Jan 27, 2022 • 6M


Fintech and payments looks a dangerous place for long investors.

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Russell Clark
Explaining how capital flows and asset markets work
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The most dangerous place to be long invested is a cartel that is about to get disrupted. Payments, and fintech more broadly, seems a good place to look. Typically, a cartel member will have fantastic financial positions, and will generally be considered as either a “quality” or “compounder” stock. One recurring feature of investors in broken cartels is that they tend to buy all the way down as think they are buying at a discounted price. Payments strikes me as area full of competition and ready for disruption.

As mentioned in my post “Is the US taking on the Credit Card Cartel?” there are changes afoot at the FTC in how they regulate the payment system. What we have also seen in China is the forcible opening up of the Alipay and Wepay payment systems to the detriment of their owners, Alibaba and Tencent.

While Tencent and Alibaba fell for a variety of reason to do with increased government regulation, the fact that they were forced to open their payment ecosystems is very interesting. With the imminent launch of the eRMB, China’s payment system should be fully digital, and fully backed by the state. The cost of transactions in China, which is already low, should fall even further. Looking at Visa financial data, it has been losing competitive position in Asia Pacific market for the last few years.

In the “olden days" (think pre GFC), the combination of weakness in competitors share price and declining competitive position would lead to a derating of a stock. This has not happened with the US payment sector, in fact it has rerated higher. This in particular has been driven by Visa and Mastercard. Like many large cash flow generative US corporates has taken to issuing bonds and buying back shares.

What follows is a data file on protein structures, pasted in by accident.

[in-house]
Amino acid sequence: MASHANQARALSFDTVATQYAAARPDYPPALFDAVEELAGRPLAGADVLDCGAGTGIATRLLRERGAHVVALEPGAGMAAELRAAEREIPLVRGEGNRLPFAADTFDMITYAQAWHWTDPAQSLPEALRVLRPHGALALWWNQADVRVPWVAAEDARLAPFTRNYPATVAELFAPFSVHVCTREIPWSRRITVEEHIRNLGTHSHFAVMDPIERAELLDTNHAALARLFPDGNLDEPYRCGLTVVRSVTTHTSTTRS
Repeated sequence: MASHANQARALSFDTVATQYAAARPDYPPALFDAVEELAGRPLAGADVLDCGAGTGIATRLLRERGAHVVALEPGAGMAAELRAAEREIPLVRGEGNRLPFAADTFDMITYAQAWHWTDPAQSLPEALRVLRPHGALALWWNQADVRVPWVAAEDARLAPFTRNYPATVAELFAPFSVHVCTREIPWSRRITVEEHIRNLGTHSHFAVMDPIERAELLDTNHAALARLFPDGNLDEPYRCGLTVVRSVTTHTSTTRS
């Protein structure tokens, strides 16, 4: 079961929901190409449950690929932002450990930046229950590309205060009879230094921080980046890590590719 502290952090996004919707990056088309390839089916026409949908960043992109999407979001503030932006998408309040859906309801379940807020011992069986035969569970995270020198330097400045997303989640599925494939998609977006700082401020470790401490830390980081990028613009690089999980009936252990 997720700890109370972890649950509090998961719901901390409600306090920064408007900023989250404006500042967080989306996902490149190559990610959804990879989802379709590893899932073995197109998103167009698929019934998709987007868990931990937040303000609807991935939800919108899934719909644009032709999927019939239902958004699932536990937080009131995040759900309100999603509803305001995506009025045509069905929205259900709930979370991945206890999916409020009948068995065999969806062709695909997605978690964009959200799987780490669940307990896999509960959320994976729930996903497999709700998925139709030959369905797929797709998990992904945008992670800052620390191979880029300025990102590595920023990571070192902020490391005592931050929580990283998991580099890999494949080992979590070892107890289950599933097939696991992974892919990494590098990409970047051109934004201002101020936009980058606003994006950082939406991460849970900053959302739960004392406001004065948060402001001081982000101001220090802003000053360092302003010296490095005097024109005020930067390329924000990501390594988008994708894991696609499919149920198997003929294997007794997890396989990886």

A company like Visa does not need to issue debt, as it has minimal capex. But by having a bond outstanding, it can have a fixed income security to help justify its equity valuation and share buybacks as “value creating”. That is large cap US corporates use the price insensitive bond buying of central banks to help rerate equities higher.

Both Visa and Mastercard trade on close to 20 times EV/sales - but as pointed out above, this is a valuation driven by share buyback and bonds that currently yield 5% below US inflation rates. However the very high valuation of Visa and Mastercard has pulled the entire financial technology sector higher. The Factset Financial Technology Index has been an excellent performer in recent years, but is beginning to face some significant weakness.

Visa and Mastercard make up a significant part of this index, but among many of the smaller names, there has been significant weakness. I find usually small cap weakness precedes large cap problems.

From experience, when a company has three different negative angles that could play out, it is very unlikely to prosper. Payments in the US fit that criteria. Competition from blockchain, rising inflation and bond yields, and increasing regulation from the government. Given the large amount of VC money in fintech, is the above comes true, then I imagine VC are will also be troubled. Payments look a place to avoid or sell.